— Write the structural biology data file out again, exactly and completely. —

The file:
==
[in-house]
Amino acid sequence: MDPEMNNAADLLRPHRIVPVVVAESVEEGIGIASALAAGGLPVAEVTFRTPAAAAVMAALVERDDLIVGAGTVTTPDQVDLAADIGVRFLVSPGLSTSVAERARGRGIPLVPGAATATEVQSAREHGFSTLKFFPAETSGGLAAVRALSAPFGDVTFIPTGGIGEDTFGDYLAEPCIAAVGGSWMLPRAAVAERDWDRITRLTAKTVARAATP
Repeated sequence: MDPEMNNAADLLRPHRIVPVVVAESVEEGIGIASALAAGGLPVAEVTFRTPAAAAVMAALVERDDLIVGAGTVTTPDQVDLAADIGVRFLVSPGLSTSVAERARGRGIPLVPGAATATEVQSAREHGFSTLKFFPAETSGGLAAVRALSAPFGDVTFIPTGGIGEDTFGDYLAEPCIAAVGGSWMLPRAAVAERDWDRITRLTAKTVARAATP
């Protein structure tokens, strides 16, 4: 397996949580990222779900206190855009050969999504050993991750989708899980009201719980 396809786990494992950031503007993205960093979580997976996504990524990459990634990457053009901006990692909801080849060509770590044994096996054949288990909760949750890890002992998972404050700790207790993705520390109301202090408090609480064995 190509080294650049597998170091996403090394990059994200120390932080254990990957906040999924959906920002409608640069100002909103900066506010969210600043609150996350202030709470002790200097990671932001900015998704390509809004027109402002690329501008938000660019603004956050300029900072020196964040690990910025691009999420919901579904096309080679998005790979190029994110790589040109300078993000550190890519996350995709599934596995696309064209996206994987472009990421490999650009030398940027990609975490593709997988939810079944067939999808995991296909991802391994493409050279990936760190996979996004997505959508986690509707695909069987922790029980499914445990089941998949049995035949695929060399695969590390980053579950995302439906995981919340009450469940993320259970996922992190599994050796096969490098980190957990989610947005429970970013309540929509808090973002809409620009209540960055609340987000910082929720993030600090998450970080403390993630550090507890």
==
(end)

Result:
[in-house]
Amino acid sequence: MDPEMNNAADLLRPHRIVPVVVAESVEEGIGIASALAAGGLPVAEVTFRTPAAAAVMAALVERDDLIVGAGTVTTPDQVDLAADIGVRFLVSPGLSTSVAERARGRGIPLVPGAATATEVQSAREHGFSTLKFFPAETSGGLAAVRALSAPFGDVTFIPTGGIGEDTFGDYLAEPCIAAVGGSWMLPRAAVAERDWDRITRLTAKTVARAATP
Repeated sequence: MDPEMNNAADLLRPHRIVPVVVAESVEEGIGIASALAAGGLPVAEVTFRTPAAAAVMAALVERDDLIVGAGTVTTPDQVDLAADIGVRFLVSPGLSTSVAERARGRGIPLVPGAATATEVQSAREHGFSTLKFFPAETSGGLAAVRALSAPFGDVTFIPTGGIGEDTFGDYLAEPCIAAVGGSWMLPRAAVAERDWDRITRLTAKTVARAATP
């Protein structure tokens, strides 16, 4: 397996949580990222779900206190855009050969999504050993991750989708899980009201719980 396809786990494992950031503007993205960093979580997976996504990524990459990634990457053009901006990692909801080849060509770590044994096996054949288990909760949750890890002992998972404050700790207790993705520390109301202090408090609480064995 190509080294650049597998170091996403090394990059994200120390932080254990990957906040999924959906920002409608640069100002909103900066506010969210600043609150996350202030709470002790200097990671932001900015998704390509809004027109402002690329501008938000660019603004956050300029900072020196964040690990910025691009999420919901579904096309080679998005790979190029994110790589040109300078993000550190890519996350995709599934596995696309064209996206994987472009990421490999650009030398940027990609975490593709997988939810079944067939999808995991296909991802391994493409050279990936760190996979996004997505959508986690509707695909069987922790029980499914445990089941998949049995035949695929060399695969590390980053579950995302439906995981919340009450469940993320259970996922992190599994050796096969490098980190957990989610947005429970970013309540929509808090973002809409620009209540960055609340987000910082929720993030600090998450970080403390993630550090507890």